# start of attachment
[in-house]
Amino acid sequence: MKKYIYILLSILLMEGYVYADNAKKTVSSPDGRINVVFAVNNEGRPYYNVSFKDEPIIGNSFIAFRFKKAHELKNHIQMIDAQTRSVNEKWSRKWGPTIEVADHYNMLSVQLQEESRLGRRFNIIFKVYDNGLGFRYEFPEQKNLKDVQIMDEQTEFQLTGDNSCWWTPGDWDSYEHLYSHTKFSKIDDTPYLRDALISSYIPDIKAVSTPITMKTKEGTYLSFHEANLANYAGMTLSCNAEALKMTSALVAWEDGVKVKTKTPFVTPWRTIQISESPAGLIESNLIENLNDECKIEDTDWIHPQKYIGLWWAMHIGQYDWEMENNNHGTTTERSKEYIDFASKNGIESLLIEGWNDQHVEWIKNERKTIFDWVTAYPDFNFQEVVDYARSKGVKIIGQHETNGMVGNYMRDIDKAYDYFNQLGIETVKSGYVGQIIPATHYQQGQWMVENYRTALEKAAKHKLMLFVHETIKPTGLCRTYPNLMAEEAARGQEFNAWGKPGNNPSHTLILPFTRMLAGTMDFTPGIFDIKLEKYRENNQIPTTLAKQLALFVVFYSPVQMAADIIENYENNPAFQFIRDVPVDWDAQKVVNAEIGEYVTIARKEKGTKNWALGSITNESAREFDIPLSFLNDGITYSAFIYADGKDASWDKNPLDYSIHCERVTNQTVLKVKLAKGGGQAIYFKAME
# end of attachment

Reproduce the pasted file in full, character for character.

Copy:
[in-house]
Amino acid sequence: MKKYIYILLSILLMEGYVYADNAKKTVSSPDGRINVVFAVNNEGRPYYNVSFKDEPIIGNSFIAFRFKKAHELKNHIQMIDAQTRSVNEKWSRKWGPTIEVADHYNMLSVQLQEESRLGRRFNIIFKVYDNGLGFRYEFPEQKNLKDVQIMDEQTEFQLTGDNSCWWTPGDWDSYEHLYSHTKFSKIDDTPYLRDALISSYIPDIKAVSTPITMKTKEGTYLSFHEANLANYAGMTLSCNAEALKMTSALVAWEDGVKVKTKTPFVTPWRTIQISESPAGLIESNLIENLNDECKIEDTDWIHPQKYIGLWWAMHIGQYDWEMENNNHGTTTERSKEYIDFASKNGIESLLIEGWNDQHVEWIKNERKTIFDWVTAYPDFNFQEVVDYARSKGVKIIGQHETNGMVGNYMRDIDKAYDYFNQLGIETVKSGYVGQIIPATHYQQGQWMVENYRTALEKAAKHKLMLFVHETIKPTGLCRTYPNLMAEEAARGQEFNAWGKPGNNPSHTLILPFTRMLAGTMDFTPGIFDIKLEKYRENNQIPTTLAKQLALFVVFYSPVQMAADIIENYENNPAFQFIRDVPVDWDAQKVVNAEIGEYVTIARKEKGTKNWALGSITNESAREFDIPLSFLNDGITYSAFIYADGKDASWDKNPLDYSIHCERVTNQTVLKVKLAKGGGQAIYFKAME